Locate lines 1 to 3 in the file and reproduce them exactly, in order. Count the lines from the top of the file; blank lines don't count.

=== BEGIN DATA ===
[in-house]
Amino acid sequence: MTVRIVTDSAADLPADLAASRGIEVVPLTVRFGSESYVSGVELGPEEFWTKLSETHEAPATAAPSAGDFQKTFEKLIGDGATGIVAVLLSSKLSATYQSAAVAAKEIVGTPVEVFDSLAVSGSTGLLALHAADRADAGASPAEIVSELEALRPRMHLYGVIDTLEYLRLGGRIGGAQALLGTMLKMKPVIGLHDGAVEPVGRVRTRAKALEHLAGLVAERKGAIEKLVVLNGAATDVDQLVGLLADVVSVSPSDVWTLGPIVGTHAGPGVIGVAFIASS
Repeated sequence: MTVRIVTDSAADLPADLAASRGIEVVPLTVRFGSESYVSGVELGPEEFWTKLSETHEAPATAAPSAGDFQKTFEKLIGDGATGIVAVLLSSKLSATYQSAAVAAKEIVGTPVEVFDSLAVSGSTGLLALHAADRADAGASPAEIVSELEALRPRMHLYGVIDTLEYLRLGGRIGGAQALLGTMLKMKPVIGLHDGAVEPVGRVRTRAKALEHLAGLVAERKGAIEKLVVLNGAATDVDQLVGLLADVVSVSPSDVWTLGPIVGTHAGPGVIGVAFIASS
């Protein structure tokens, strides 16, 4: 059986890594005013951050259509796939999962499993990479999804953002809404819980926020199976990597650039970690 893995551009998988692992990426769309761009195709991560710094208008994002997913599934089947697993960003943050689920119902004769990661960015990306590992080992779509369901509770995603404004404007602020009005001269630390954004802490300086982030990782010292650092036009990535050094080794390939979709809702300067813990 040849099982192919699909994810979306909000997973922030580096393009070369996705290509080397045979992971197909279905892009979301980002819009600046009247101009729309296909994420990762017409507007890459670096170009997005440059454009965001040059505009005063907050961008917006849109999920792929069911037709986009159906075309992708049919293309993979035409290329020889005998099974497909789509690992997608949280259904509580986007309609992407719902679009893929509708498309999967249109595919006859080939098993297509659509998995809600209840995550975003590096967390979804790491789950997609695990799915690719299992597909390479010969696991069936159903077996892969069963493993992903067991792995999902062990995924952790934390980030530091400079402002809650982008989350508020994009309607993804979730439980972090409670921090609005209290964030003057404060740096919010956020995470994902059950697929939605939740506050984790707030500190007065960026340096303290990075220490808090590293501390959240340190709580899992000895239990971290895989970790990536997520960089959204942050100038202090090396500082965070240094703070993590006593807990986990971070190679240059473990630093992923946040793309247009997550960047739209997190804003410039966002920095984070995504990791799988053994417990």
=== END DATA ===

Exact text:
[in-house]
Amino acid sequence: MTVRIVTDSAADLPADLAASRGIEVVPLTVRFGSESYVSGVELGPEEFWTKLSETHEAPATAAPSAGDFQKTFEKLIGDGATGIVAVLLSSKLSATYQSAAVAAKEIVGTPVEVFDSLAVSGSTGLLALHAADRADAGASPAEIVSELEALRPRMHLYGVIDTLEYLRLGGRIGGAQALLGTMLKMKPVIGLHDGAVEPVGRVRTRAKALEHLAGLVAERKGAIEKLVVLNGAATDVDQLVGLLADVVSVSPSDVWTLGPIVGTHAGPGVIGVAFIASS
Repeated sequence: MTVRIVTDSAADLPADLAASRGIEVVPLTVRFGSESYVSGVELGPEEFWTKLSETHEAPATAAPSAGDFQKTFEKLIGDGATGIVAVLLSSKLSATYQSAAVAAKEIVGTPVEVFDSLAVSGSTGLLALHAADRADAGASPAEIVSELEALRPRMHLYGVIDTLEYLRLGGRIGGAQALLGTMLKMKPVIGLHDGAVEPVGRVRTRAKALEHLAGLVAERKGAIEKLVVLNGAATDVDQLVGLLADVVSVSPSDVWTLGPIVGTHAGPGVIGVAFIASS